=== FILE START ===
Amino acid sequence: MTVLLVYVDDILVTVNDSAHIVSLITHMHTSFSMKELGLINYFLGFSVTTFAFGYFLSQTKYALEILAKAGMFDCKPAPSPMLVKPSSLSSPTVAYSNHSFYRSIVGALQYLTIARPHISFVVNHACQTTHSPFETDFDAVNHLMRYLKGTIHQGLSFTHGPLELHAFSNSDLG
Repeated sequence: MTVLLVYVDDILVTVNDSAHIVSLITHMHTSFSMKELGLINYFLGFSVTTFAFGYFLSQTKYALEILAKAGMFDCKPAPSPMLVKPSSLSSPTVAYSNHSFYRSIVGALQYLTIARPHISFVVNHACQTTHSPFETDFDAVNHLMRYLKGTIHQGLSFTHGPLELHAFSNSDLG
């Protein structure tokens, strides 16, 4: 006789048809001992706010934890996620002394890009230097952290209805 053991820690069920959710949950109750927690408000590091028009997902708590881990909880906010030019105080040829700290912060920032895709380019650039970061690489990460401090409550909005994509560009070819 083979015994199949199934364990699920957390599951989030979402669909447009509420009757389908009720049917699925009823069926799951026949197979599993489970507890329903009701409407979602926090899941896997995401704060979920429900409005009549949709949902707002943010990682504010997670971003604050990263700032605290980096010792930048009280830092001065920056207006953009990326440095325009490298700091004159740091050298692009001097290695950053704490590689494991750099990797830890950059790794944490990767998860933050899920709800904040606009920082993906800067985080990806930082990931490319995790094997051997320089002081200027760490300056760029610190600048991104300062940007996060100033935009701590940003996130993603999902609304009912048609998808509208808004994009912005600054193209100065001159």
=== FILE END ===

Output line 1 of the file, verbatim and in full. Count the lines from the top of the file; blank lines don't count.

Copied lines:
Amino acid sequence: MTVLLVYVDDILVTVNDSAHIVSLITHMHTSFSMKELGLINYFLGFSVTTFAFGYFLSQTKYALEILAKAGMFDCKPAPSPMLVKPSSLSSPTVAYSNHSFYRSIVGALQYLTIARPHISFVVNHACQTTHSPFETDFDAVNHLMRYLKGTIHQGLSFTHGPLELHAFSNSDLG